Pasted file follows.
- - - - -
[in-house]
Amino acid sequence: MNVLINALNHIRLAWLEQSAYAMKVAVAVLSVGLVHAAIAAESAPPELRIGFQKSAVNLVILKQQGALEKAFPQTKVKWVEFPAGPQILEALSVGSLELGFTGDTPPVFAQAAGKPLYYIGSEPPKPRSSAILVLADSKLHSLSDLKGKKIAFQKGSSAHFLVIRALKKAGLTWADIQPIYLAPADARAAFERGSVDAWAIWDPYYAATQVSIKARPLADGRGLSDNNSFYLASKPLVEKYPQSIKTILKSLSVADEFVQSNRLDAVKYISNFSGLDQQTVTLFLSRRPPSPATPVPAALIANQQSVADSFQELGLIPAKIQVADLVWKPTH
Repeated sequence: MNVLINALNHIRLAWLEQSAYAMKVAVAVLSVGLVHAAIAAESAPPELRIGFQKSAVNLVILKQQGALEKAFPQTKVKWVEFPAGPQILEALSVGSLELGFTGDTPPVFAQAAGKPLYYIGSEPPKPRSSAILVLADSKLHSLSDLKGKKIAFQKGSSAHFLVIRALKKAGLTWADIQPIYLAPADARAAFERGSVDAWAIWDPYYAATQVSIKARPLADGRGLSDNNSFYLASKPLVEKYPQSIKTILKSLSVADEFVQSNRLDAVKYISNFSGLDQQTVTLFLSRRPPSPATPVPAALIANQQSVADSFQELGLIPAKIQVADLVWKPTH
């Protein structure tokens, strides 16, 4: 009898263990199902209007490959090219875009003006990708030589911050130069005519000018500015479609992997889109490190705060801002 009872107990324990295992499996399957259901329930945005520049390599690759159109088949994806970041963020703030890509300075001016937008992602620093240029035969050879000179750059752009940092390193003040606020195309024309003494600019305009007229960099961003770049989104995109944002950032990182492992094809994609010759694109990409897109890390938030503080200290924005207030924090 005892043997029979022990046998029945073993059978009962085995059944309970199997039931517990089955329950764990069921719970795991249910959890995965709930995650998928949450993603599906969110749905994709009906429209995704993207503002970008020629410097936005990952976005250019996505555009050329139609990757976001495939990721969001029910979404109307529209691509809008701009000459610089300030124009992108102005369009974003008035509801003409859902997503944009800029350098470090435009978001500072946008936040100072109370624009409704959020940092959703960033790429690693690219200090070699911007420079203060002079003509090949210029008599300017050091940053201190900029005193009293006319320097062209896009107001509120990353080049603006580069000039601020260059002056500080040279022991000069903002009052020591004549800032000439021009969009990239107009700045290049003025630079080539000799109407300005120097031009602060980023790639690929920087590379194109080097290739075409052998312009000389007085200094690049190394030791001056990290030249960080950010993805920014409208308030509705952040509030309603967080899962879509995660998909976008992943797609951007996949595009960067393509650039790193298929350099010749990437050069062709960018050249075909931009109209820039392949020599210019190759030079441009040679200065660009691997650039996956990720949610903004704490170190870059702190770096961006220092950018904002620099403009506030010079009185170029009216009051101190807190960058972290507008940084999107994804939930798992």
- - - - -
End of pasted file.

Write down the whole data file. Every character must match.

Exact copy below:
[in-house]
Amino acid sequence: MNVLINALNHIRLAWLEQSAYAMKVAVAVLSVGLVHAAIAAESAPPELRIGFQKSAVNLVILKQQGALEKAFPQTKVKWVEFPAGPQILEALSVGSLELGFTGDTPPVFAQAAGKPLYYIGSEPPKPRSSAILVLADSKLHSLSDLKGKKIAFQKGSSAHFLVIRALKKAGLTWADIQPIYLAPADARAAFERGSVDAWAIWDPYYAATQVSIKARPLADGRGLSDNNSFYLASKPLVEKYPQSIKTILKSLSVADEFVQSNRLDAVKYISNFSGLDQQTVTLFLSRRPPSPATPVPAALIANQQSVADSFQELGLIPAKIQVADLVWKPTH
Repeated sequence: MNVLINALNHIRLAWLEQSAYAMKVAVAVLSVGLVHAAIAAESAPPELRIGFQKSAVNLVILKQQGALEKAFPQTKVKWVEFPAGPQILEALSVGSLELGFTGDTPPVFAQAAGKPLYYIGSEPPKPRSSAILVLADSKLHSLSDLKGKKIAFQKGSSAHFLVIRALKKAGLTWADIQPIYLAPADARAAFERGSVDAWAIWDPYYAATQVSIKARPLADGRGLSDNNSFYLASKPLVEKYPQSIKTILKSLSVADEFVQSNRLDAVKYISNFSGLDQQTVTLFLSRRPPSPATPVPAALIANQQSVADSFQELGLIPAKIQVADLVWKPTH
């Protein structure tokens, strides 16, 4: 009898263990199902209007490959090219875009003006990708030589911050130069005519000018500015479609992997889109490190705060801002 009872107990324990295992499996399957259901329930945005520049390599690759159109088949994806970041963020703030890509300075001016937008992602620093240029035969050879000179750059752009940092390193003040606020195309024309003494600019305009007229960099961003770049989104995109944002950032990182492992094809994609010759694109990409897109890390938030503080200290924005207030924090 005892043997029979022990046998029945073993059978009962085995059944309970199997039931517990089955329950764990069921719970795991249910959890995965709930995650998928949450993603599906969110749905994709009906429209995704993207503002970008020629410097936005990952976005250019996505555009050329139609990757976001495939990721969001029910979404109307529209691509809008701009000459610089300030124009992108102005369009974003008035509801003409859902997503944009800029350098470090435009978001500072946008936040100072109370624009409704959020940092959703960033790429690693690219200090070699911007420079203060002079003509090949210029008599300017050091940053201190900029005193009293006319320097062209896009107001509120990353080049603006580069000039601020260059002056500080040279022991000069903002009052020591004549800032000439021009969009990239107009700045290049003025630079080539000799109407300005120097031009602060980023790639690929920087590379194109080097290739075409052998312009000389007085200094690049190394030791001056990290030249960080950010993805920014409208308030509705952040509030309603967080899962879509995660998909976008992943797609951007996949595009960067393509650039790193298929350099010749990437050069062709960018050249075909931009109209820039392949020599210019190759030079441009040679200065660009691997650039996956990720949610903004704490170190870059702190770096961006220092950018904002620099403009506030010079009185170029009216009051101190807190960058972290507008940084999107994804939930798992």